Use of global positioning system (GPS) technology has become a standard method of data collection in geographical epidemiology and public health studies.
However, in dense urban environments, GPS measurements are highly prone to error as signals bounce off large buildings and other structures.
Formally defined as multipath error, these reflections increase the distance that the GPS signal must travel to reach the receiver—causing miscalculations in position.
Multipath problems can result in locations that seemingly wander or jump as the signal is dropped and regained.
Although the error associated with these split second delays may seem negligible, the multipath phenomena can substantially impact positional accuracy and tracking measurements.
In order to evaluate the associations between urban density and GPS positional accuracy we used data from the New York City (NYC) Taxi and Limousine Commission containing information on the approximately 175 million NYC yellowcab taxi trips that occurred in 2013.
We hypothesized that higher building density would be positively associated with errors in accuracy.
My research group, the Built Environment and Health Project has been using and seeing GPS and accelerometry data emerging in many health-related research studies.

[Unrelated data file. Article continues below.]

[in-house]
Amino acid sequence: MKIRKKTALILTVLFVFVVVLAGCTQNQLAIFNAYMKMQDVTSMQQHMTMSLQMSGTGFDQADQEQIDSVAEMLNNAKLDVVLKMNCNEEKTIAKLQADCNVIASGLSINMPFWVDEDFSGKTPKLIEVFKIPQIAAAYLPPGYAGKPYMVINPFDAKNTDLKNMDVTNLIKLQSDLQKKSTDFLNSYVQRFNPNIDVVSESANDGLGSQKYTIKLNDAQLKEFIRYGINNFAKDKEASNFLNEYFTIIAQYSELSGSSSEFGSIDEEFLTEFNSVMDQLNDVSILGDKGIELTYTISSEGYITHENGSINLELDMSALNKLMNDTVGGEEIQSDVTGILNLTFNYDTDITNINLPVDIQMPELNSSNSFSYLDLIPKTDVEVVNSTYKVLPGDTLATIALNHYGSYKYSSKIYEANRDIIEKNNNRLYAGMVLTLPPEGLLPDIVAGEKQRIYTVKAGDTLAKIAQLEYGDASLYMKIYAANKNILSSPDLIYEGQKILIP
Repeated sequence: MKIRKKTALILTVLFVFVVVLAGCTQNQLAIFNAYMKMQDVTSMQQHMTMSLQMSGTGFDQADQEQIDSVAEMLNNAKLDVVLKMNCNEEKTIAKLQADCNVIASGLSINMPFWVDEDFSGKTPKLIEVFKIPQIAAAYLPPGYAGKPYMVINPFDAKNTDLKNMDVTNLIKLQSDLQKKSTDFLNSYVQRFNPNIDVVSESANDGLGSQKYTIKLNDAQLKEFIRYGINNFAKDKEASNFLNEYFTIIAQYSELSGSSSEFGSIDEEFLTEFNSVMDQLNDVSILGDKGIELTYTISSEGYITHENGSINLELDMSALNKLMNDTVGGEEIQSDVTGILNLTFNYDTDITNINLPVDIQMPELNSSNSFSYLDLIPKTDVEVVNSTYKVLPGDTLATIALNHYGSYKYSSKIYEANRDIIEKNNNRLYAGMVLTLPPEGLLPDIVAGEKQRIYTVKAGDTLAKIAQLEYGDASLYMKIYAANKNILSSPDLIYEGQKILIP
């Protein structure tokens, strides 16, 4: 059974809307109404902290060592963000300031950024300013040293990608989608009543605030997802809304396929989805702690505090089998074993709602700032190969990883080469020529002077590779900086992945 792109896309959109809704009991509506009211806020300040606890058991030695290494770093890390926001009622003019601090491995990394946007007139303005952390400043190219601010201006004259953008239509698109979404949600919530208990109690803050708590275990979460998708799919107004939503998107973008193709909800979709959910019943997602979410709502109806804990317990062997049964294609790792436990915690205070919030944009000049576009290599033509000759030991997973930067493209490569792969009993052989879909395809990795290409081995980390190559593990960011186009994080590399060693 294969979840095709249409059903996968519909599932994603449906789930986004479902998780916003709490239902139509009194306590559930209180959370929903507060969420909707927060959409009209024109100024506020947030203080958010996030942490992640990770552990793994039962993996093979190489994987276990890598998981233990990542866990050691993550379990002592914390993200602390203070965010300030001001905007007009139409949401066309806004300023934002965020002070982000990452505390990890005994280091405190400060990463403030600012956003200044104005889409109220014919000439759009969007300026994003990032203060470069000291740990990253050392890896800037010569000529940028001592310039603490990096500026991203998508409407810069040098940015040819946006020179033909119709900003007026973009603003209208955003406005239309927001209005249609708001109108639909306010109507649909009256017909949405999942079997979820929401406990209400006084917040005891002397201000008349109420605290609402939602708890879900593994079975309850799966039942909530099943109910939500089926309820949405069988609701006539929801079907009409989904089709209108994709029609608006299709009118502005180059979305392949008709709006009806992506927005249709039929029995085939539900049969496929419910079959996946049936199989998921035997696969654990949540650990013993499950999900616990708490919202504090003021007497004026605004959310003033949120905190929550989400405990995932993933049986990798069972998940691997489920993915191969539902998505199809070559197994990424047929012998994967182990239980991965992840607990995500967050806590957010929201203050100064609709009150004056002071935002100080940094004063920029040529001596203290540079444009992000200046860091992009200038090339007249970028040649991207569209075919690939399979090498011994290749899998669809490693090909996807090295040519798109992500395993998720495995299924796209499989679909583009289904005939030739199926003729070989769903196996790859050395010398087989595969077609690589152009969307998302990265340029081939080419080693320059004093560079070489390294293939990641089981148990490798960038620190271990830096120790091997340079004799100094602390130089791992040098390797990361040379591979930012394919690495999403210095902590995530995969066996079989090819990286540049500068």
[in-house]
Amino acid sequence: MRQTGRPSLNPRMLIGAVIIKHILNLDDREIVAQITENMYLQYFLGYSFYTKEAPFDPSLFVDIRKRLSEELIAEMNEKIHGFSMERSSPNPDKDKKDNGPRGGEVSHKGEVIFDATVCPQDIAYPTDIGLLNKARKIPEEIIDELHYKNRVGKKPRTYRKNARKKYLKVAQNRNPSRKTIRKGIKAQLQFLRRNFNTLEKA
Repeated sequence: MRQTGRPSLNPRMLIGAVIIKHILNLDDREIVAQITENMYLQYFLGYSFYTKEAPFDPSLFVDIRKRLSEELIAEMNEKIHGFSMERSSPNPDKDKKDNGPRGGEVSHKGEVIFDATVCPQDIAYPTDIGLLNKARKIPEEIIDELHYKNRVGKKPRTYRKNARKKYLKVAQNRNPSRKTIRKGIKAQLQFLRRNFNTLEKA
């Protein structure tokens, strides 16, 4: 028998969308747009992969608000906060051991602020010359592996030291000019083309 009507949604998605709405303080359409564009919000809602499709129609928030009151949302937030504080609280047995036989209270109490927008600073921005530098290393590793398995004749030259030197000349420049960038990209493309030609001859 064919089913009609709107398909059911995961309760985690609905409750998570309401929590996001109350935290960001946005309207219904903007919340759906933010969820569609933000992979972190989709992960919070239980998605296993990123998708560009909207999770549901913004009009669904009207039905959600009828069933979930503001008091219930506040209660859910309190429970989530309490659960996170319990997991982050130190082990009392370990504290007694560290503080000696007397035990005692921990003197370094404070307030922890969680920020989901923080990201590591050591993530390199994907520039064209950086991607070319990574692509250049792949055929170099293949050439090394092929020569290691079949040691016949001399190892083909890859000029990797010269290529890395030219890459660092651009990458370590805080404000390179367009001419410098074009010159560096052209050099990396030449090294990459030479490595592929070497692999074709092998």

We've noticed a lot of error in areas with high building density. So we've been sending students out on structured walks to better assess how the built environment influences GPS signal.
In two slides, we'll see two walks down two different streets (one with low and one with high built density) in NYC (Bronx and Midtown Manhattan).
If researchers were assessing walking or traveled distance by using the raw un-processed GPS data they could potentially overestimate distance traveled in areas of high multipath error.
We've sent students on about 40 different walks stratified by the upper and lower quartiles of distributed building height (explained in later slides) and are planning on putting out some documentation providing recommendations on using GPS data for public health research and how folks should plan on using some GPS cleaning/snapping methods.
The Taxi pickup and dropoff GPS data appeared to have the same error.
So it seemed worthwhile and exciting to investigate it and potentially our REDS group's analysis to guide further research.
A map of all dropoff and pickup GPS points in 2013 (starts of trips in blue and the ends in orange on this map:) New York City taxi trips - Eric Fisher, Mapbox. Note points in water and over where buildings are.
We hypothesized that higher building density (Distributed Building Height) would be positively associated with errors in accuracy.
convert -delay 200 -loop 0 img/png/*.png img/gif/dist_bldg_hght_ani.gif #imagemagick-png to gif code
Summary Statistics for Census Blocks
nycb2010_taxi_2013_stats_bldg_cnt_pctcbbldg.csv (4 MB)
Distance to Roadbed data for all 2013 Taxi Pickups/Dropoffs
taxi_2013.csv (18.56 GB - OSX-journaled)
To understand the relationship further, we need to map both variables together.